The key issue here is the difference between the way the field understands itself as having interrogating normative sexualities and the way the field describes itself to the public. What was “left wanting” in feminist responses to the App State suspension or, as I explain in my RWGS chapter, in similar responses to the attack on sexuality studies by the Georgia legislature, is a viable and well-rounded public articulation of the place of sexuality in the WGS classroom. Gail Dines has made a smart intervention by reorienting the conversation about teaching pornography from a matter of graphic sexuality in the classroom to a critique of economic exploitation, but there are definite limitations in the ways this argument is playing out so far: (1) Dines mobilizes the danger narrative of sexuality, arguing that the exploitation of women in pornography must be exposed in order to be critiqued and curbed, and (2) the sociology profs mobilize the intellectual go-to of academic freedom. I agree with both arguments. Yet there is still no vocabulary for resisting the conservative moral framework that says graphic sexual material is inappropriate for the classroom, and no public statement of feminist pedagogy that says our notions of what is deemed proper in the classroom are part of the very status quo that WGS generally interrogates.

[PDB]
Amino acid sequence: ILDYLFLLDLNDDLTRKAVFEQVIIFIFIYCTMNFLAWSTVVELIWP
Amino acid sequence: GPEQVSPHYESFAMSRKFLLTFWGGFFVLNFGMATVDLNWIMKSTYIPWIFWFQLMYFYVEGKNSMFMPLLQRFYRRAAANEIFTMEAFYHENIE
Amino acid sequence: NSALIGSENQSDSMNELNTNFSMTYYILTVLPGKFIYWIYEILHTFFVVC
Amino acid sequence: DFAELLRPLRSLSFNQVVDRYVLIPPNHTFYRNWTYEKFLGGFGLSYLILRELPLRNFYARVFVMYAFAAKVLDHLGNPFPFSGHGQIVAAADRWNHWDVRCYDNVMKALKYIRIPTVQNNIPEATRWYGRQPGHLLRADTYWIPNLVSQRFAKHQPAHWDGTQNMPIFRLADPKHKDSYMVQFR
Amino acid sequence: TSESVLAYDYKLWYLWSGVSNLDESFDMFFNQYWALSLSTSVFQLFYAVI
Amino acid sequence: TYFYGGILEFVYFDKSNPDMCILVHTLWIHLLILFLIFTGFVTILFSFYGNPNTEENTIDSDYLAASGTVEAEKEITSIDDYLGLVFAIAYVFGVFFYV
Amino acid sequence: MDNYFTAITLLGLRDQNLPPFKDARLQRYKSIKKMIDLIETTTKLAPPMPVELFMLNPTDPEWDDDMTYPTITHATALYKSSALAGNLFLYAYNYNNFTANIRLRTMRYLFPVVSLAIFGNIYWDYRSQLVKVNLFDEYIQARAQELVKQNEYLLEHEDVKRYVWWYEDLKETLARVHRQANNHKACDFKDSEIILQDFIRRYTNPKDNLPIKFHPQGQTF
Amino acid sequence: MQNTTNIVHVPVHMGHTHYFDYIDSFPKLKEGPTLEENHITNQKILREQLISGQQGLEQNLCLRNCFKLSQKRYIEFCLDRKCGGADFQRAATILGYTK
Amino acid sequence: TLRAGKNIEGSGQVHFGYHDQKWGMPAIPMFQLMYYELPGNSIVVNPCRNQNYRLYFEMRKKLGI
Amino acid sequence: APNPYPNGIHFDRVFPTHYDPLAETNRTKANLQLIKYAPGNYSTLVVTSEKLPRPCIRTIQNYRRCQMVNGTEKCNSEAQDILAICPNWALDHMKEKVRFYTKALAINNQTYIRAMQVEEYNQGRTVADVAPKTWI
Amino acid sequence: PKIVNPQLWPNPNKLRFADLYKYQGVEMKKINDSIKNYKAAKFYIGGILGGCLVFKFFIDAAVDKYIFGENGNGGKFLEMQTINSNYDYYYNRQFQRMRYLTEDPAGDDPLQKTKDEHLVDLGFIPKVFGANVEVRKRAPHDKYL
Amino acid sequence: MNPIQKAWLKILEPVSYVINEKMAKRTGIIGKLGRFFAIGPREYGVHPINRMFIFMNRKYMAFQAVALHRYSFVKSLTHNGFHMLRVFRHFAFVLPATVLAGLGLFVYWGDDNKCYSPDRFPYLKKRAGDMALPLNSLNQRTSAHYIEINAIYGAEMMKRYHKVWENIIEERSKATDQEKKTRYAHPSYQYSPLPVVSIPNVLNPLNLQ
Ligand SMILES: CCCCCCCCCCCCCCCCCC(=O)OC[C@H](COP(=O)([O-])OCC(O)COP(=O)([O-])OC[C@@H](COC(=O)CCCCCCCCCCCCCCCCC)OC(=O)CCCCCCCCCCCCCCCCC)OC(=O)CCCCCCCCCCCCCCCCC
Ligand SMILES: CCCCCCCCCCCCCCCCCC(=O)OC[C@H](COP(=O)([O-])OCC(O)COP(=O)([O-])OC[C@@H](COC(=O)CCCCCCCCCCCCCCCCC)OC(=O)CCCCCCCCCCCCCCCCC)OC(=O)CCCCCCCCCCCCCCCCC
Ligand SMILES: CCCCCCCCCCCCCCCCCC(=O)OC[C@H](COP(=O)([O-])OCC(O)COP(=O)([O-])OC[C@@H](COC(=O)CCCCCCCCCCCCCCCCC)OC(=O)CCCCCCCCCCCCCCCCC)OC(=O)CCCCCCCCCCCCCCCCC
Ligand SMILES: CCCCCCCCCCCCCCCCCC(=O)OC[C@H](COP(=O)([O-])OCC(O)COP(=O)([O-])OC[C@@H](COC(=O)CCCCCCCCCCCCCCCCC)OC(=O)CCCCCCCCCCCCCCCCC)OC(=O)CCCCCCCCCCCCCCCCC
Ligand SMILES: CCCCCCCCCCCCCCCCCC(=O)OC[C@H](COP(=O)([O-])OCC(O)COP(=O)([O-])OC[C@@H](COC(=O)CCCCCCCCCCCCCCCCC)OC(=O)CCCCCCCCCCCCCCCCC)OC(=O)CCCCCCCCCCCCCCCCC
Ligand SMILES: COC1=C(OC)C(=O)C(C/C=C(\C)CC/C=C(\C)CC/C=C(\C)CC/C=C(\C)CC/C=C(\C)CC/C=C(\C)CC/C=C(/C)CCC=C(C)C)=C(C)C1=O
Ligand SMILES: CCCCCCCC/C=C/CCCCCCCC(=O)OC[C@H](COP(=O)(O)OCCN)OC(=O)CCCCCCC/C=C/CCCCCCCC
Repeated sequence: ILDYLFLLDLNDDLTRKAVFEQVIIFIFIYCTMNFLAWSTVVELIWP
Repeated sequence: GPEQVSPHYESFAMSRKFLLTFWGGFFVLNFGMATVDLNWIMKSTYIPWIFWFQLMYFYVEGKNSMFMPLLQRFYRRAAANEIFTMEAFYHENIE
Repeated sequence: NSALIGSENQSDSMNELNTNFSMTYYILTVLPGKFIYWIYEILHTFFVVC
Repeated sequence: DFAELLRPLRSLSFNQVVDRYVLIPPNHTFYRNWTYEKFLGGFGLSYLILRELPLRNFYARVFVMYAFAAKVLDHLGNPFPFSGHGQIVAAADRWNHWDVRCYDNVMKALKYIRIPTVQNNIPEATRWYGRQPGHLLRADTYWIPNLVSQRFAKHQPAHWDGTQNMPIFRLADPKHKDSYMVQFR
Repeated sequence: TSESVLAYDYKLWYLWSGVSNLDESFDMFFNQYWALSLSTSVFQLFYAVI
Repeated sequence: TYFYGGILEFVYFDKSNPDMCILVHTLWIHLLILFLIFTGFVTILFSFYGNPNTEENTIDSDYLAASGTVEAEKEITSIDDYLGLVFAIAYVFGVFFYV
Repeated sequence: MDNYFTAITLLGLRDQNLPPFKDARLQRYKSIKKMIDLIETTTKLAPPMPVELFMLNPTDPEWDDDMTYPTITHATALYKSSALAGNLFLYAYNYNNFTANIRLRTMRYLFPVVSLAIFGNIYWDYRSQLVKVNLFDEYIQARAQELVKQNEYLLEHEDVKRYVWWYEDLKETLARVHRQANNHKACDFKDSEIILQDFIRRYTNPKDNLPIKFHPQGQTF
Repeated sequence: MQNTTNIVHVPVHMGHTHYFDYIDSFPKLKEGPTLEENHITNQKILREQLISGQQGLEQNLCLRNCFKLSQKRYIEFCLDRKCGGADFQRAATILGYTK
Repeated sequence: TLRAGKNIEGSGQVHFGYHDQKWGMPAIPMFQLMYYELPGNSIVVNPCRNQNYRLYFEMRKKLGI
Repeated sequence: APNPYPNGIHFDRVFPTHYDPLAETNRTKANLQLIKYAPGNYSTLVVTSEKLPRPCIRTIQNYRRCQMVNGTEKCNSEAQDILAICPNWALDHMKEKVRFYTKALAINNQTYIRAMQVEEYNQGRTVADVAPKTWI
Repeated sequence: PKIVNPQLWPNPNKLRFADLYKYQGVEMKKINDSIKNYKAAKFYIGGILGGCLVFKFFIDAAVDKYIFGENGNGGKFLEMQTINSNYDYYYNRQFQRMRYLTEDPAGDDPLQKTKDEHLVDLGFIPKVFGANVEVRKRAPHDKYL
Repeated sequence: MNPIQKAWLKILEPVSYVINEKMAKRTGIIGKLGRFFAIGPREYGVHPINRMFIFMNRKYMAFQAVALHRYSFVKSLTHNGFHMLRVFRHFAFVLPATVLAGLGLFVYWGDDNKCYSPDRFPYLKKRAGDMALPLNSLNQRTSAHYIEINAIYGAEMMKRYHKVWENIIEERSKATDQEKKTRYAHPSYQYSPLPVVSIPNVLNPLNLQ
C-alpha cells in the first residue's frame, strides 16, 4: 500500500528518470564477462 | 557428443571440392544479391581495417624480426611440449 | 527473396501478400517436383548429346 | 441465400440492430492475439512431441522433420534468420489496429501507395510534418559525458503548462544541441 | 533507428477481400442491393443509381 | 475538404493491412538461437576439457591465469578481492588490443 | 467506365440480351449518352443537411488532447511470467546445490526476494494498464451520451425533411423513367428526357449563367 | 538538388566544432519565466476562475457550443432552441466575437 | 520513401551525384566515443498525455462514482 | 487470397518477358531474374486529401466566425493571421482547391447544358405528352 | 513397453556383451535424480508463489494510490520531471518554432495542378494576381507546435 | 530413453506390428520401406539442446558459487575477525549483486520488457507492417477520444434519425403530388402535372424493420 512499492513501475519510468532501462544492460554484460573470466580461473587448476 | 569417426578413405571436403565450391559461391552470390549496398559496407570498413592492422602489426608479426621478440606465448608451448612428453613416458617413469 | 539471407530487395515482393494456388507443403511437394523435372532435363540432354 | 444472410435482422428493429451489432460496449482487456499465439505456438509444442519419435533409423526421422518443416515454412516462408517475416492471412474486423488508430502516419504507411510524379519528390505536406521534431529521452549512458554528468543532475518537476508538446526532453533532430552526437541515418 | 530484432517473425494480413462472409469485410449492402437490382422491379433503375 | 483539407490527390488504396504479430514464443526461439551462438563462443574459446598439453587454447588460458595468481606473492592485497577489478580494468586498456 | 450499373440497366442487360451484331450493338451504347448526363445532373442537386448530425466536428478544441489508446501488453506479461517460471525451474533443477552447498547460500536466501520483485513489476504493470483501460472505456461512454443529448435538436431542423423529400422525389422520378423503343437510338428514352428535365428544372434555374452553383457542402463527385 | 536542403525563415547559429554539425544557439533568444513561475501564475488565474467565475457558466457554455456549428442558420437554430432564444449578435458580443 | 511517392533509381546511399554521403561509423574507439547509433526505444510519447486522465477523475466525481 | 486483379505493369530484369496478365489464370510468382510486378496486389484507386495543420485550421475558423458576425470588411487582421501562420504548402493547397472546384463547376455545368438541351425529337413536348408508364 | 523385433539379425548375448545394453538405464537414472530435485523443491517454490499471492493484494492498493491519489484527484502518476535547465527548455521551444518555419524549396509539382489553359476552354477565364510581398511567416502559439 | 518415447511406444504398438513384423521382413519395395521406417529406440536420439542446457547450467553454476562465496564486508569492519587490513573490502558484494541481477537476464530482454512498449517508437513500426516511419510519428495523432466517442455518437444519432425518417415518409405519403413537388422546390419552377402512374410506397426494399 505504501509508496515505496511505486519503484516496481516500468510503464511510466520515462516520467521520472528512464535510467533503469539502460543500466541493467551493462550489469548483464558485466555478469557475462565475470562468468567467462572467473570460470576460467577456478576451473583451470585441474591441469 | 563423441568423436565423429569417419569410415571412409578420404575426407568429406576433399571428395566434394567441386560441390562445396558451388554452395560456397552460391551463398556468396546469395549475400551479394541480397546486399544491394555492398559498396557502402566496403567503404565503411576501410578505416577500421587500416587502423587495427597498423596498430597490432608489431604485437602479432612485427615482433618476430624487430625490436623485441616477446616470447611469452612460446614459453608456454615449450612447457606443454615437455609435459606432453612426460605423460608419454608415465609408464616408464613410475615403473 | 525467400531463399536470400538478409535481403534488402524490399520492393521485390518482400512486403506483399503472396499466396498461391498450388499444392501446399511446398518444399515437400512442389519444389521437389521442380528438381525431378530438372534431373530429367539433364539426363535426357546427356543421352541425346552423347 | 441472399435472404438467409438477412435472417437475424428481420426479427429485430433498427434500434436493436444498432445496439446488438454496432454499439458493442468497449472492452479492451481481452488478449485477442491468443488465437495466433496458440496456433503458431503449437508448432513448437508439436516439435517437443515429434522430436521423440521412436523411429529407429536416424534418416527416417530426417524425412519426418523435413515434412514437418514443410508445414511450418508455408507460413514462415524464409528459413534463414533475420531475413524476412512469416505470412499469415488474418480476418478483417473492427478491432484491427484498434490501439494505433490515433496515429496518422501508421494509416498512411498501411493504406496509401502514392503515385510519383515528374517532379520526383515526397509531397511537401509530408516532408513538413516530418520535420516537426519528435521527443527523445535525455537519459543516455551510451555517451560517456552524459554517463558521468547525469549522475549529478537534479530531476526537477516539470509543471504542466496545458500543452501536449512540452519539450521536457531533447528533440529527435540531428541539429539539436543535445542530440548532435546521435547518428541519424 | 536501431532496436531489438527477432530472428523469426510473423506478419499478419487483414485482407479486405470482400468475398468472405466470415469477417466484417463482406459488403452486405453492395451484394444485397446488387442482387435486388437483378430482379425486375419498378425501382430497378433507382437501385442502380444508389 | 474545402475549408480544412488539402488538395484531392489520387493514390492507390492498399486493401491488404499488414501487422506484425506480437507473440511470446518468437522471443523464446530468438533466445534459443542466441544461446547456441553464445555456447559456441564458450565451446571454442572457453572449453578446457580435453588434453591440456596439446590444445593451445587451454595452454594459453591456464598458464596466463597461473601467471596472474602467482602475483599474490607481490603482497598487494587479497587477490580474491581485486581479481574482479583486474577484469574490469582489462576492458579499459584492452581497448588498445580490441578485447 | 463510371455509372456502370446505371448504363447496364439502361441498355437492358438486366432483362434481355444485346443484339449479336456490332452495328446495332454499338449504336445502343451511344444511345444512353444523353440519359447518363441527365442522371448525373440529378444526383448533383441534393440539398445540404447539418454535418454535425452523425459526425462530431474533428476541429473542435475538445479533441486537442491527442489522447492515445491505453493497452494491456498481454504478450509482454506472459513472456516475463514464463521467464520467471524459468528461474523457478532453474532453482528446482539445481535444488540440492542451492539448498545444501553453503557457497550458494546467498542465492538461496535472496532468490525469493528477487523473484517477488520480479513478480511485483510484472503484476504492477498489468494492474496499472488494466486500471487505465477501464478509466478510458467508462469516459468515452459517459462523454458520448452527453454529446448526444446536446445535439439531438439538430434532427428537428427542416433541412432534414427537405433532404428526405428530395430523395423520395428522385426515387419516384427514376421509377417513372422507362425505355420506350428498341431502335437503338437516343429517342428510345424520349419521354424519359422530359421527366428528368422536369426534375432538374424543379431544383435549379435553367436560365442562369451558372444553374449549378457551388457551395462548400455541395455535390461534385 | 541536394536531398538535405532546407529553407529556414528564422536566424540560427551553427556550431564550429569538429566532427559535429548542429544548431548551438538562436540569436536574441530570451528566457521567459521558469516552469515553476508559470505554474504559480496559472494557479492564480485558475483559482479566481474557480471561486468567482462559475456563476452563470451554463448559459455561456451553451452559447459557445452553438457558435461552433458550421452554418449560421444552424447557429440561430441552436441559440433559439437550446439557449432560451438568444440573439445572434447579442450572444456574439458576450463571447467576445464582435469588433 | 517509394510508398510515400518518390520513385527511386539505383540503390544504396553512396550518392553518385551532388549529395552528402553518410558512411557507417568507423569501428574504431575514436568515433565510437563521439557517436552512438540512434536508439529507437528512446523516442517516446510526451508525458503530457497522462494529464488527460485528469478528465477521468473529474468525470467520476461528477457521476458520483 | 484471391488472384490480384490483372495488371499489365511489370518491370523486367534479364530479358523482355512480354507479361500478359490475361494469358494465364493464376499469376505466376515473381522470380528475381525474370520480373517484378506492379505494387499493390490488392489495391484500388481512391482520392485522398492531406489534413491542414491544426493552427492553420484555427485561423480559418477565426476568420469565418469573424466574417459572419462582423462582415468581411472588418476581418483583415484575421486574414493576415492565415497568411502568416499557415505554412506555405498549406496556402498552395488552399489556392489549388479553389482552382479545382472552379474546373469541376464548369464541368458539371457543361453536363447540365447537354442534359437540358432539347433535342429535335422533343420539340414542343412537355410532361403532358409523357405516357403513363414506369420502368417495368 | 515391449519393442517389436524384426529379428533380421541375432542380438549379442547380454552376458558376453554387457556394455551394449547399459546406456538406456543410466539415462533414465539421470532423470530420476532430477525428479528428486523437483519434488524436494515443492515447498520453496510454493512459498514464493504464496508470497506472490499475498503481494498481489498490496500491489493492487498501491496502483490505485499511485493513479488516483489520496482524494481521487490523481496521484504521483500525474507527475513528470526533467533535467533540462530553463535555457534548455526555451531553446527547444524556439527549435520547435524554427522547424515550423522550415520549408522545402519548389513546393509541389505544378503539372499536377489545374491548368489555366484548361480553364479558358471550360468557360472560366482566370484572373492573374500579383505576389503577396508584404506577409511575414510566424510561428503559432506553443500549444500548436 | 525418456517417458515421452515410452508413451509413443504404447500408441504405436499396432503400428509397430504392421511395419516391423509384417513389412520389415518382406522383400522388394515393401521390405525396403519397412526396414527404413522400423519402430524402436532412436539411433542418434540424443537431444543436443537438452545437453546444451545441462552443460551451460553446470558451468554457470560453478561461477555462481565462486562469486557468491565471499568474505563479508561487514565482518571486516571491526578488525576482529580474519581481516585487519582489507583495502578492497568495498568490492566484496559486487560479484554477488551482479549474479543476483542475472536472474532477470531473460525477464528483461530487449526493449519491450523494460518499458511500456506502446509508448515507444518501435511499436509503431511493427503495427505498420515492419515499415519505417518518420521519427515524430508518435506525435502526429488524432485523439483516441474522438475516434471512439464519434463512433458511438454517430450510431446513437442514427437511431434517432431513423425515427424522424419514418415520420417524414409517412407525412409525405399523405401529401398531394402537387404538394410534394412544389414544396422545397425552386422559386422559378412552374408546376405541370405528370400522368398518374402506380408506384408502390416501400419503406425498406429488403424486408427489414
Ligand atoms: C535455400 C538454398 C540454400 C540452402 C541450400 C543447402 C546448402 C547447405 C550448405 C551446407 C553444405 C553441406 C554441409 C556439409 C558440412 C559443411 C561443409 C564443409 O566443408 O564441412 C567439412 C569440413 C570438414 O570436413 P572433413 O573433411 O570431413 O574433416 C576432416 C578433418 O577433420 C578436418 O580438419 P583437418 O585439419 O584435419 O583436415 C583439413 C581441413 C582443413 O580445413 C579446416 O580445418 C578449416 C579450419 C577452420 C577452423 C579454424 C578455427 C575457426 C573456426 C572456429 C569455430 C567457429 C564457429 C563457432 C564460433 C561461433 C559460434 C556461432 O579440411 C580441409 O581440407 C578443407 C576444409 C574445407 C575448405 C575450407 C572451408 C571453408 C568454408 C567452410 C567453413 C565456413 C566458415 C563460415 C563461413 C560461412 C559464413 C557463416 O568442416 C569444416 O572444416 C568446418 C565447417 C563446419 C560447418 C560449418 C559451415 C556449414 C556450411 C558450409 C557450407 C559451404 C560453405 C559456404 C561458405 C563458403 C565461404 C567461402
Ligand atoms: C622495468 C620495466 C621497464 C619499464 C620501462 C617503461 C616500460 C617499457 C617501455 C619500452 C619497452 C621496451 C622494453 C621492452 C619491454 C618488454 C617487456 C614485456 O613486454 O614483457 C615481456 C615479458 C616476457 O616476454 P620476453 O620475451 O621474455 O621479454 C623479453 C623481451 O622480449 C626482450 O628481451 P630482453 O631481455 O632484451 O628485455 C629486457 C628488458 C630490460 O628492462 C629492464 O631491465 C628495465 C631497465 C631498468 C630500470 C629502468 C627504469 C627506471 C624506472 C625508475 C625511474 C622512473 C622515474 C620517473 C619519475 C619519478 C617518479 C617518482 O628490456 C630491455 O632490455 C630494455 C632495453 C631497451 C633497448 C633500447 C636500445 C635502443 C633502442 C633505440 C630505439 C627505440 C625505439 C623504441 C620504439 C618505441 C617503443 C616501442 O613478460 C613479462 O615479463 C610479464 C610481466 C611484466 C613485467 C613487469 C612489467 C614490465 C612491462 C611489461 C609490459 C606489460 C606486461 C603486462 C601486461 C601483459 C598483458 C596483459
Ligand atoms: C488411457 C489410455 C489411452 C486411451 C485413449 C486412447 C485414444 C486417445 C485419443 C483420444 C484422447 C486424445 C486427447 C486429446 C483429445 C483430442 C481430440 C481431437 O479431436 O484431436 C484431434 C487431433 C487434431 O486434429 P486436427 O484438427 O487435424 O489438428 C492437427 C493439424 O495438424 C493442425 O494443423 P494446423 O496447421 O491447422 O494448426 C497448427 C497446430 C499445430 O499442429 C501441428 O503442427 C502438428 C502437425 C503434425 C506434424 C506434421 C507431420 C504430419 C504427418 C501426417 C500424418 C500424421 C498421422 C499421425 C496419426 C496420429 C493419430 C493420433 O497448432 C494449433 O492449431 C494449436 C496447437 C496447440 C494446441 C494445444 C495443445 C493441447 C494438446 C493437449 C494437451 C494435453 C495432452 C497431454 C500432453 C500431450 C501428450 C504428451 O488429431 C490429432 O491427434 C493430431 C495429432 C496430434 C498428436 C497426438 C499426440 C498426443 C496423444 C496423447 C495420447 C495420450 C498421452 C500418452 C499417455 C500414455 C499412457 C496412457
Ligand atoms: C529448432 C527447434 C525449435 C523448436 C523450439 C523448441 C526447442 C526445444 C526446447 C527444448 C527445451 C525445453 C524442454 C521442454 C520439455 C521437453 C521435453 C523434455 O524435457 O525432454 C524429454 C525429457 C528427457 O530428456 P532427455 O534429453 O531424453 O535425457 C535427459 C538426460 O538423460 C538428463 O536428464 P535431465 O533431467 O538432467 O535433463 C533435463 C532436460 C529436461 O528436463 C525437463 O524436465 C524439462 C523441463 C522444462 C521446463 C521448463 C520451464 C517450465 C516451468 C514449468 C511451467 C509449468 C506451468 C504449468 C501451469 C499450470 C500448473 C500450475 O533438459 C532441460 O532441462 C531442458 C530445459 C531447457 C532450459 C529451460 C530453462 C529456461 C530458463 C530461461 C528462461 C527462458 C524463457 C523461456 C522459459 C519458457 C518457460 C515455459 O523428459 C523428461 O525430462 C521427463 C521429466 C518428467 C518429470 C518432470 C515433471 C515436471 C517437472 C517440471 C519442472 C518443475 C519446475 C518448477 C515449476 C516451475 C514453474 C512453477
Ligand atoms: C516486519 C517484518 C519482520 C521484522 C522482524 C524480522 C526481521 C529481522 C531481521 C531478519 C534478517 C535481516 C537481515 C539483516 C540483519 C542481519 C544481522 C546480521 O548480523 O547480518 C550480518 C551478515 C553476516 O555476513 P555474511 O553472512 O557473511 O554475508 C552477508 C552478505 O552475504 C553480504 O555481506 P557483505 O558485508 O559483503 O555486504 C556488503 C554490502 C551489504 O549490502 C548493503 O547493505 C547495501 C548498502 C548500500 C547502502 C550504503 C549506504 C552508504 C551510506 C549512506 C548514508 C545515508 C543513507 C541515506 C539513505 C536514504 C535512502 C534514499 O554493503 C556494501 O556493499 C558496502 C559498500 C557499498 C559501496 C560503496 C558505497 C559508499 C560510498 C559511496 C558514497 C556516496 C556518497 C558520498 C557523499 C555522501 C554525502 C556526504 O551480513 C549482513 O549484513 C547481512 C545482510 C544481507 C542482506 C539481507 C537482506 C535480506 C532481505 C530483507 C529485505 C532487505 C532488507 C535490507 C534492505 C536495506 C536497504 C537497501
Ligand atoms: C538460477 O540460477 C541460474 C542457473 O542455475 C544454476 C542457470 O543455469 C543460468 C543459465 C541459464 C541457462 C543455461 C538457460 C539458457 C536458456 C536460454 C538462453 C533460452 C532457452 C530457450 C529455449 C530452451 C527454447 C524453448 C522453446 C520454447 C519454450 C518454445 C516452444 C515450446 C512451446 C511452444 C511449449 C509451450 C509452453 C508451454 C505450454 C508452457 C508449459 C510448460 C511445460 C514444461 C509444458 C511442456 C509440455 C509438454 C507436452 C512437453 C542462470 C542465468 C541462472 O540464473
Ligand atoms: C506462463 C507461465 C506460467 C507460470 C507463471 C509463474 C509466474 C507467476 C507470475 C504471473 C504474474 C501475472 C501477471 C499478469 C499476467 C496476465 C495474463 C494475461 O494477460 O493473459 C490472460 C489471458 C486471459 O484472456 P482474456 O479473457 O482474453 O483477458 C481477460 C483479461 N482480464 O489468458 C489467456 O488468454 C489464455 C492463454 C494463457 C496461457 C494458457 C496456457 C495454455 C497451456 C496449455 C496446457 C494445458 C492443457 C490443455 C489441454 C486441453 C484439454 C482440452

In packing up my research materials for the RWGS chapter on “Sexuality,” I ran across an article by Deborah P. Britzman called “Is There a Queer Pedagogy? Or, Stop Thinking Straight” that I had at one time intended to include in my argument. In encouraging attention to “the unmarked criteria that work to dismiss as irrelevant or valorize as relevant a particular mode of thought,” and “[t]o engage the limit of thought–where thought stops, what it cannot bear to know, what it must shut out to think as it does” (216), Britzman provided one of the starting places for my own thinking about what has not yet been accomplished around discourses of sexuality in WGS.